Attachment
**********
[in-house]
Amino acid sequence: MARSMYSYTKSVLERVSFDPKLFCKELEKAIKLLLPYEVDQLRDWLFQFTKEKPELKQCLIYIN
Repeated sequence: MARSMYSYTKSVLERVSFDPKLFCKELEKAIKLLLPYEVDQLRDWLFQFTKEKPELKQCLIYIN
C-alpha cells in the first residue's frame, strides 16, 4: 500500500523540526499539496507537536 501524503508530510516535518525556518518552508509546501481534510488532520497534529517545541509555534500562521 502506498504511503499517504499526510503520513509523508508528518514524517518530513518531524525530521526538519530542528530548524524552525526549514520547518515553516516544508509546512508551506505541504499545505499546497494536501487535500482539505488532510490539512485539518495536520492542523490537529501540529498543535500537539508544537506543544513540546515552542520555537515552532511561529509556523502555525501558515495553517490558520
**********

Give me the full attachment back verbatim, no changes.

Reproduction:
[in-house]
Amino acid sequence: MARSMYSYTKSVLERVSFDPKLFCKELEKAIKLLLPYEVDQLRDWLFQFTKEKPELKQCLIYIN
Repeated sequence: MARSMYSYTKSVLERVSFDPKLFCKELEKAIKLLLPYEVDQLRDWLFQFTKEKPELKQCLIYIN
C-alpha cells in the first residue's frame, strides 16, 4: 500500500523540526499539496507537536 501524503508530510516535518525556518518552508509546501481534510488532520497534529517545541509555534500562521 502506498504511503499517504499526510503520513509523508508528518514524517518530513518531524525530521526538519530542528530548524524552525526549514520547518515553516516544508509546512508551506505541504499545505499546497494536501487535500482539505488532510490539512485539518495536520492542523490537529501540529498543535500537539508544537506543544513540546515552542520555537515552532511561529509556523502555525501558515495553517490558520